The bottom line is, we only have control over what we share, and we have limited control over what we are exposed to if we choose to view our personal feed.  I have begun to shift to only logging in to participate in viewing and sharing on my Healing From BPD Facebook page and have mostly avoided my personal stream. This seems to help a lot.

I also try to watch my reactions and put some space between them and my actions. I'm not always successful.  Facebook can be a nightmare environment for those who have impulse control issues combined with emotion dysregulation.  It's just too easy to start typing away and posting something we'll later regret.

Avoiding the wall when I am feeling particularly sensitive has been the most helpful to me.  If I am feeling strong enough to roll my eyes at things that may upset me while enjoying other posts, I'll visit that section.

It's all about making sure that we feel safe, and we are responsible for the decisions around creating that safety, including with the information we expose ourselves to and who we allow into our space -- even in internet connections.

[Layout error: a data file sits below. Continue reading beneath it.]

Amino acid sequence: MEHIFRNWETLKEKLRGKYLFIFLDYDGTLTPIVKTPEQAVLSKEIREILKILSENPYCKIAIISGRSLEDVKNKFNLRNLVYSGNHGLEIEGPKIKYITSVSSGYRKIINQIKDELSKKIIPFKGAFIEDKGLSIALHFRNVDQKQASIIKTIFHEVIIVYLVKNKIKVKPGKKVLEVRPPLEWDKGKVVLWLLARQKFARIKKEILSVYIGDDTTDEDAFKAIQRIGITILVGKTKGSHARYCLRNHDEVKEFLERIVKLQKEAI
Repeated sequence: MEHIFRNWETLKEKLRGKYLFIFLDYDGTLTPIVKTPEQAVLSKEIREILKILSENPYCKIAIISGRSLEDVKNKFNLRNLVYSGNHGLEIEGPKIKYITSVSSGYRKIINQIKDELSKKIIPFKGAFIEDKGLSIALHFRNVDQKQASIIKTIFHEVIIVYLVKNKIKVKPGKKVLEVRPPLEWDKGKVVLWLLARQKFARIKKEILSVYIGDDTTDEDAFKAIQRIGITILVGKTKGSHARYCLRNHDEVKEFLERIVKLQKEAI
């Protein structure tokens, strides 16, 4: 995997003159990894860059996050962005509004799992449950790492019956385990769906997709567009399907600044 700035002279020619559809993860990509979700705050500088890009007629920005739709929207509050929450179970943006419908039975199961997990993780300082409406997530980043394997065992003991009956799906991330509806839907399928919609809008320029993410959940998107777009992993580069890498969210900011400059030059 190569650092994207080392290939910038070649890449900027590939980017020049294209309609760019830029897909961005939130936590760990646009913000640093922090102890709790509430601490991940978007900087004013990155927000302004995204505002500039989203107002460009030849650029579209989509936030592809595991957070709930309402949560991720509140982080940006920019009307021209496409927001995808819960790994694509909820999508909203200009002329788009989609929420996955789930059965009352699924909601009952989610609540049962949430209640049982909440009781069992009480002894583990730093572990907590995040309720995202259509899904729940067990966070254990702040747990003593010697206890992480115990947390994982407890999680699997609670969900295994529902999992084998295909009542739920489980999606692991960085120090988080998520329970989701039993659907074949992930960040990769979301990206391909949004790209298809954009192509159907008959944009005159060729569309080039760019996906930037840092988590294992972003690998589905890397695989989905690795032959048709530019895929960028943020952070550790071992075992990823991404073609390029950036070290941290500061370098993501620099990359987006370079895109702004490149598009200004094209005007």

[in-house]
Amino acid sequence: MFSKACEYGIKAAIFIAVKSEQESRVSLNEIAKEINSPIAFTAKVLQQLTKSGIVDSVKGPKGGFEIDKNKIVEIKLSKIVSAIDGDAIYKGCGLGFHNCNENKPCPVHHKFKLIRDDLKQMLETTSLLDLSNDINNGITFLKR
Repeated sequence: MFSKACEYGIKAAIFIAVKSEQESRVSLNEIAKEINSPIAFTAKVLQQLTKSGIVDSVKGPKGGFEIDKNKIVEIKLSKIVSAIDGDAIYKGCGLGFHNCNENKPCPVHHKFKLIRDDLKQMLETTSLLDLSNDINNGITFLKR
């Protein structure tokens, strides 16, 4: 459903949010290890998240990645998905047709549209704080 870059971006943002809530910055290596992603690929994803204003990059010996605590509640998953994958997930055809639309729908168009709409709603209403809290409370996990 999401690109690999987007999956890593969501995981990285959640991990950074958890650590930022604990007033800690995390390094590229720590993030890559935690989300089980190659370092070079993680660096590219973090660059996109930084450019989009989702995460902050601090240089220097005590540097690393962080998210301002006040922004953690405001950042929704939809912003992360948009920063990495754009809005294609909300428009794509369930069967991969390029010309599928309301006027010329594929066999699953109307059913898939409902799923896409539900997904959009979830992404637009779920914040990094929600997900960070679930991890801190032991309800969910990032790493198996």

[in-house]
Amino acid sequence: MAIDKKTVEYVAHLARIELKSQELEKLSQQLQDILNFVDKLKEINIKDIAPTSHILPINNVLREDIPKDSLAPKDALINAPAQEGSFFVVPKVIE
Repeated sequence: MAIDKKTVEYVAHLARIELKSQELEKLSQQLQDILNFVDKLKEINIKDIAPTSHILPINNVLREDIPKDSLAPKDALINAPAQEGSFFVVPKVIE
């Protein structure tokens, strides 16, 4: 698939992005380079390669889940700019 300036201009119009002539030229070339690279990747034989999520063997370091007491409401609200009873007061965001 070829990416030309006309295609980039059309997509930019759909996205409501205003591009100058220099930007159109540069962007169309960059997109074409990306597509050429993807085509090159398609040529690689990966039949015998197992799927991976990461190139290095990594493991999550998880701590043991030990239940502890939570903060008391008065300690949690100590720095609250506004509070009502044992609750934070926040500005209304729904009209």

As always, your comments are welcome and encouraged.

Thanks for reading.
More Soon.

14 comments:

  1. Thanks for the blog,

    I find it particularly hard when I see pictures of people looking gorgeous, jealousy and my own self-hate comes in and takes over me.
    I'm extremely sensitive on my self image and constantly put myself down, seeing pictures that people have uploaded of themselves looking stunning only throws salt onto the wound and makes me wish I looked so good.

    Bee x

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    1. Hi Bee,